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Warriors’ Small Ball is Lethal

The Golden State Warriors have started 49-12 thanks to a variety of factors. The Warriors are elite on both sides of the ball, and they have the personnel to beat you in different ways. Sometimes (a lot of times) Stephen Curry and Klay Thompson will destroy you with jumpers. If those shots aren’t falling, the defense can shut you down. Golden State can also beat you with depth.

Factoring into this is the fact that the Warriors can beat you both big and small. Andrew Bogut is the anchor of the defense in the middle, while Draymond Green has transformed into a legitimate Defensive Player of the Year candidate. Off the bench, David Lee and Marreese Speights offer quality depth in the frontcourt, with Festus Ezeli a decent enough fifth big.

But Golden State also has the best starting backcourt in the league and a bevy of other solid wings. Andre Iguodala isn’t what he once was, but he’s still a hellacious defender and can handle the ball. Shaun Livingston is rounding into form as the backup point guard. Harrison Barnes can play both the 3 and the 4.

Thanks to this, first-year head coach Steve Kerr has plenty of options when it comes to lineup choices. The Warriors’ starting lineup is a more traditional group featuring Curry, Thompson, Barnes, Green and Bogut. That unit has played 628 minutes together this season, and it has outscored opponents by 18.0 points per 100 possessions, per NBA.com. The next three most-used lineups all include two bigs, and they’ve all been dominant. (Even better than the starting lineup, actually.)

But when things can get real crazy is when the Warriors go small. And by small, I mean playing Green, all 6’7 of him, at the 5.

Kerr has unleashed Green at the 5 more and more of late, and the head coach talked about it after a win last week over the Milwaukee Bucks, per Tim Kawakami of the San Jose Mercury News:

“We don’t necessarily want to, but we feel like we’re really good at it. And Draymond allows us to do that, along with Andre and Harrison.

“But Draymond’s sort of the key guy because he can play the 5. Looked at some numbers today, when Draymond is at the 5, our defensive rating is just off the charts, like 87.5 per 100 possessions. To give you some context, we’re No. 1 in the league overall, we’re at I think a defensive rating of 98 points allowed per 100 possessions… When Draymond’s at the 5, that number is 87.5. It’s crazy.

“Small ball is the way everyone’s going and it’s good for us; we’re good at it.”

Green may not be that tall, but his wingspan is over 7’1, and he’s strong and versatile when it comes to guarding different positions. That versatility is why he’s a Defensive Player of the Year candidate, and a big reason why the Warriors’ small ball works so well.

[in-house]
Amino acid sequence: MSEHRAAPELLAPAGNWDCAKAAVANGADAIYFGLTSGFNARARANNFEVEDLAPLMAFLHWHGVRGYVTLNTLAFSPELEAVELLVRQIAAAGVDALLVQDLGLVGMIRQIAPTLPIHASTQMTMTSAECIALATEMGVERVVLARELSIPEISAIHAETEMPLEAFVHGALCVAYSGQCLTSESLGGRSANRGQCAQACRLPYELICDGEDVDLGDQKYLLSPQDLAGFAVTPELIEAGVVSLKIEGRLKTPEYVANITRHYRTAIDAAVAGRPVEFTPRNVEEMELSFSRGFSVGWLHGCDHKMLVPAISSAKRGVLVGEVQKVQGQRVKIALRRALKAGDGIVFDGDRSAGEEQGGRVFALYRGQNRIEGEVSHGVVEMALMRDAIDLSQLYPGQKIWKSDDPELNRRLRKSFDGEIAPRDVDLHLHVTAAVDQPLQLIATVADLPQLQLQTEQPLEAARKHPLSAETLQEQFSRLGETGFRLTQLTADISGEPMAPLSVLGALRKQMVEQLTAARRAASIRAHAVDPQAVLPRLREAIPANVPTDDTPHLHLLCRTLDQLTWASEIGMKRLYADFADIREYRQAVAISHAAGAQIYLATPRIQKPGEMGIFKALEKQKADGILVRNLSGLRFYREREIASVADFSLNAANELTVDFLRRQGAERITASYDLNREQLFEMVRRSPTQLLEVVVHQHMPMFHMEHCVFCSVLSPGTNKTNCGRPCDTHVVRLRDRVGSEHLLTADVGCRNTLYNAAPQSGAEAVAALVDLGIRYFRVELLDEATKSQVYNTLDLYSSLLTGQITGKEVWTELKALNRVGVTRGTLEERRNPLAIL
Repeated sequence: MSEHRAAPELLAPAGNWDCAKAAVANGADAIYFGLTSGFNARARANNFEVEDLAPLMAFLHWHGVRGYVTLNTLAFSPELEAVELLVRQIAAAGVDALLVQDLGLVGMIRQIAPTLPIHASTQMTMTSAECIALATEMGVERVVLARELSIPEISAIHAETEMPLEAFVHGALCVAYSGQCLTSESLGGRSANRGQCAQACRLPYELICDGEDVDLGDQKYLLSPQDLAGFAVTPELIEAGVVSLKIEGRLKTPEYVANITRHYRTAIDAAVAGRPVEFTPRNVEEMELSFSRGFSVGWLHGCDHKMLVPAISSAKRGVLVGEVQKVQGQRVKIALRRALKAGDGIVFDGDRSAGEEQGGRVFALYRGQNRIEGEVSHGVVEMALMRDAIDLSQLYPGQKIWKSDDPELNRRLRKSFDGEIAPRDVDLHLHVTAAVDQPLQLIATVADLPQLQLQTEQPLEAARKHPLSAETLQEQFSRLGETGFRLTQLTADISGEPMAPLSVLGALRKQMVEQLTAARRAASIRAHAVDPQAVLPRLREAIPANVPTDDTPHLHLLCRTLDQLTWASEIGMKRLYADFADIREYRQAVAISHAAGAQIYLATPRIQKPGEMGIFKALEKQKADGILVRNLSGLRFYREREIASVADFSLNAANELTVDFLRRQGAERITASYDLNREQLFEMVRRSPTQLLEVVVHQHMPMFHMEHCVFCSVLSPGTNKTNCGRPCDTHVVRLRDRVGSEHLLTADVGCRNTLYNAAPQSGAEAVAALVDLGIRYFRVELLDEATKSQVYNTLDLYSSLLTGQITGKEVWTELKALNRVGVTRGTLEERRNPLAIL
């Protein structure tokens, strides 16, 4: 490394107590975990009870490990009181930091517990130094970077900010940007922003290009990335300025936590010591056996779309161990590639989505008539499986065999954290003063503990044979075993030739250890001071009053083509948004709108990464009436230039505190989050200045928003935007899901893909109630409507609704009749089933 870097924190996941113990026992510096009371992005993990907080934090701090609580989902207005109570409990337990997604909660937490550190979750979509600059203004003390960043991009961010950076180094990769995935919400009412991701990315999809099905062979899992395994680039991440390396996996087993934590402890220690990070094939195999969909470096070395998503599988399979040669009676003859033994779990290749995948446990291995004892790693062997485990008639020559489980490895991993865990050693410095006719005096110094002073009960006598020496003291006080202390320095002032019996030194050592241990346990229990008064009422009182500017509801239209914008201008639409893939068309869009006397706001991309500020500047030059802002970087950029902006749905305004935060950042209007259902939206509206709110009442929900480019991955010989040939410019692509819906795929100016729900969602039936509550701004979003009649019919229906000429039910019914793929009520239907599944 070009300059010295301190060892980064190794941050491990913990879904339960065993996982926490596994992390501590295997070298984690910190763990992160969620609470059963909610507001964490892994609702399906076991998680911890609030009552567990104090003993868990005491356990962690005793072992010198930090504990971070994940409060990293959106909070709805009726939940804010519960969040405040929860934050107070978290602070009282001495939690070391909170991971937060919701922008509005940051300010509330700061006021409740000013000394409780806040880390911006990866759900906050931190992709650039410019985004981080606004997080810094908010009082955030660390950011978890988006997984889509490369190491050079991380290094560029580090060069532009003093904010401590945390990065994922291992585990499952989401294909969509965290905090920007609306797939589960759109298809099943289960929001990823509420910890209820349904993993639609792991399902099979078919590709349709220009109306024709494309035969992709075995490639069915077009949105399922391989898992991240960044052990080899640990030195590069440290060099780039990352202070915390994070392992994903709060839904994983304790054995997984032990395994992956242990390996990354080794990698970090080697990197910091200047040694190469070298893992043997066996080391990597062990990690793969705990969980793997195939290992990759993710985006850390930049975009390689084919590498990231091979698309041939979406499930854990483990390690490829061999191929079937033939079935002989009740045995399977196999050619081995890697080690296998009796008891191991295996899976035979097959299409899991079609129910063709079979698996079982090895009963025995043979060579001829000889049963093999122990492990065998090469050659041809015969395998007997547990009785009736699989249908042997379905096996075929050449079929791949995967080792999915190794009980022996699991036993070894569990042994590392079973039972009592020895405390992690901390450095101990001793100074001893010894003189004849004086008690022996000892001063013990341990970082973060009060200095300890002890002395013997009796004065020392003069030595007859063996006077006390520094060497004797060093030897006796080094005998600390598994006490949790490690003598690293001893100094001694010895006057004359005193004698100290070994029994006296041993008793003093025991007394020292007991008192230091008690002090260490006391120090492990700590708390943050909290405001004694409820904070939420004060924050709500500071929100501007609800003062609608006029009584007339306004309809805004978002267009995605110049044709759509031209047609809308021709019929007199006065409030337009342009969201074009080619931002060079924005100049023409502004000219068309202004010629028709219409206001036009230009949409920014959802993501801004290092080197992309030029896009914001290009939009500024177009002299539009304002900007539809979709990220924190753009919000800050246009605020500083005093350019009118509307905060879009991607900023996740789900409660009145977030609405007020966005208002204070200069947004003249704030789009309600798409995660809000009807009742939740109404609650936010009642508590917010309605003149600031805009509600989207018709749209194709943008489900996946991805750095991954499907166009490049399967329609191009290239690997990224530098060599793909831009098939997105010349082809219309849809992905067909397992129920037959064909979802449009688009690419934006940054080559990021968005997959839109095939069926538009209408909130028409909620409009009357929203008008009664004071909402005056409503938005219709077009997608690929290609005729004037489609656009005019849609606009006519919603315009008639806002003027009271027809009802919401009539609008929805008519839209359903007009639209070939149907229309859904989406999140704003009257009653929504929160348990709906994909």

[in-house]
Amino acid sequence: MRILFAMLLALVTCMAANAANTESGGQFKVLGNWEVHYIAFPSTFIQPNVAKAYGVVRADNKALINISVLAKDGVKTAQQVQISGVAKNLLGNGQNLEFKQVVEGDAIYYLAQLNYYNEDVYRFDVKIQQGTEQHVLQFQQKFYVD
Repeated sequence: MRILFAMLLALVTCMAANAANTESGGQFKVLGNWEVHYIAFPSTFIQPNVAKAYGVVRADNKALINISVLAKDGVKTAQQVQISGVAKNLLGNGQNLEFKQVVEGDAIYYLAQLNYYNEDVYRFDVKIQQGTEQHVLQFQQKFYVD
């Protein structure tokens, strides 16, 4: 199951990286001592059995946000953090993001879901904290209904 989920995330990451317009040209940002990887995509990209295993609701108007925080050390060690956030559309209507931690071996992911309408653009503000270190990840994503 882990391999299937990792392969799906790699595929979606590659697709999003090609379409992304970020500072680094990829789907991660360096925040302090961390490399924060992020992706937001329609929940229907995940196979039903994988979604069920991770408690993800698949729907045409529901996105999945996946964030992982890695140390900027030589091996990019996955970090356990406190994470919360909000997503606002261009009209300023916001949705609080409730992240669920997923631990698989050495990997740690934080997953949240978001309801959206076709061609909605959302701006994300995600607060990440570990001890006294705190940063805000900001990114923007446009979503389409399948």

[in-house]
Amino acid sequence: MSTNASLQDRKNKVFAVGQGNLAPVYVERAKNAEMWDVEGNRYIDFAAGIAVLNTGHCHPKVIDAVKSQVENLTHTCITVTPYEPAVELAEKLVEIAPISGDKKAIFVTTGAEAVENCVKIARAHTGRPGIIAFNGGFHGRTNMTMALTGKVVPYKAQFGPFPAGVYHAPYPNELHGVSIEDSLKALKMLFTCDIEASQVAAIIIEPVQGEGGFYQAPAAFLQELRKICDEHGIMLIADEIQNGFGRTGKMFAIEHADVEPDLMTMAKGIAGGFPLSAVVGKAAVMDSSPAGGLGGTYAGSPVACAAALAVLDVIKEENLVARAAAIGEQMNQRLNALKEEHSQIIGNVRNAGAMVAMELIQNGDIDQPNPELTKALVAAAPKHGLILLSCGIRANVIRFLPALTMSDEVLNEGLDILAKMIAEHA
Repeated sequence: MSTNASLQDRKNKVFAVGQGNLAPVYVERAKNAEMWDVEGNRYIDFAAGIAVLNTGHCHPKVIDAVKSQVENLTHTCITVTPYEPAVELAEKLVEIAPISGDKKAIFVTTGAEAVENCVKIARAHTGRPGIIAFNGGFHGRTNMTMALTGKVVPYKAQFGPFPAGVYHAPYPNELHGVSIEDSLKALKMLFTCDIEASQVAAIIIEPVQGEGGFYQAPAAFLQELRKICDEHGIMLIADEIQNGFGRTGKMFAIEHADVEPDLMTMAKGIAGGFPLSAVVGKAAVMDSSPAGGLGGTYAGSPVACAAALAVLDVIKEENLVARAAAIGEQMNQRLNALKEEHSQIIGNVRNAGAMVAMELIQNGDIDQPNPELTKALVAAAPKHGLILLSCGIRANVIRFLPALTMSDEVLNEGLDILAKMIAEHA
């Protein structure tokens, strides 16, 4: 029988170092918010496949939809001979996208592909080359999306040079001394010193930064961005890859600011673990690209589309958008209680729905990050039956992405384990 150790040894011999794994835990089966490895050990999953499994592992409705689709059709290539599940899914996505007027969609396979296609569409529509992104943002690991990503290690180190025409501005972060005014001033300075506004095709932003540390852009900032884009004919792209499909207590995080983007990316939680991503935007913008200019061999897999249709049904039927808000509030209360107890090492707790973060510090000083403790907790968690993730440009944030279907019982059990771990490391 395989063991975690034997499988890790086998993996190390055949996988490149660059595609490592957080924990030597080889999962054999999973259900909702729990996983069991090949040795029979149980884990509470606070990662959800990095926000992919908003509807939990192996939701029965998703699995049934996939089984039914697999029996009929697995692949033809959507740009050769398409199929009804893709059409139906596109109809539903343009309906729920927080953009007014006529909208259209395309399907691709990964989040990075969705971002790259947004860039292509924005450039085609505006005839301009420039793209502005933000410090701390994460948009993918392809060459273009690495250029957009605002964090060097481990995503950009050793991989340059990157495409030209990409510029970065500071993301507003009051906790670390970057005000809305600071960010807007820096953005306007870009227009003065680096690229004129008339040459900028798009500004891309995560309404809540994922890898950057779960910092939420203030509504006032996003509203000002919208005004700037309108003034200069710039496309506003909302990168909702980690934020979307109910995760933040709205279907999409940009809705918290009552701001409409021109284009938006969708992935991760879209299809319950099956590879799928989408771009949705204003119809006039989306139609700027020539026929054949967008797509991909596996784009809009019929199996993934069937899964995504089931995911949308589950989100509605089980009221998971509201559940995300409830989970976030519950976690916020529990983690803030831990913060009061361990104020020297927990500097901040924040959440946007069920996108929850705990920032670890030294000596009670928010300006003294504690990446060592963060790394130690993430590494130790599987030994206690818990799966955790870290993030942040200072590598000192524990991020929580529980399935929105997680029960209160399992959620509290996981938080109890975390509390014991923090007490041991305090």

Around Green, Kerr can use his plethora of long, athletic wings to wreak havoc on opposing offenses. Barnes, Iguodala and Livingston all have wingspans near 7′. Thompson is a strong defender in his own right, while Curry is improving. They try and speed opponents up and then use that to their advantage on the other end, where they can overwhelm teams in the open court.

Even when the Warriors’ small ball lineups are forced into playing half-court offense, they’re still lethal. Having Livingston and/or Iguodala out there allows Curry to play off the ball, and all five guys in these lineups can put the ball on the floor and create offense. Green is an excellent passer from the high post, and he can also spread the floor with a respectable three-point shot.

The sample sizes for these lineups are still quite small, but the results are superb. Here’s the five most-used lineups with Green at the 5 (via NBA.com):

Lineup MIN OffRtg DefRtg NetRtg
Curry-Thompson-Iguodala-Barnes-Green 86 113.9 86.6 27.3
Curry-Livingston-Iguodala-Barnes-Green 21 147.5 79.2 68.3
Curry-Livingston-Thompson-Barnes-Green 21 131.2 89.4 41.8
Livingston-Thompson-Iguodala-Barnes-Green 21 103.2 90.4 12.8
Curry-Livingston-Thompson-Iguodala-Green 19 100.7 86.9 13.8

 

Yeah, all pretty great.

Now, I’m sure some are skeptical about whether these types of lineups will be effective come playoff time. Will they work against the likes of Zach Randolph and Marc Gasol? Blake Griffin and DeAndre Jordan? And it’s not like the Memphis Grizzlies and Los Angeles Clippers are the only two Western Conference playoff teams capable of throwing out two excellent big men at a time. A potential first-round opponent in the Oklahoma City Thunder have Serge Ibaka, Enes Kanter, Steven Adams, Nick Collison and Mitch McGary in the frontcourt.

But what’s great about the Warriors is they don’t have to rely on small ball to be successful. They can play big, too. And even if those smaller lineups don’t seem ideal against bigger teams, what Golden State can do with those lineups presents its own set of mismatches that can overcome the lack of size. This versatility is what makes the Warriors so great, and it’s why they’re one of the favorites, if not the favorite, to win it all.



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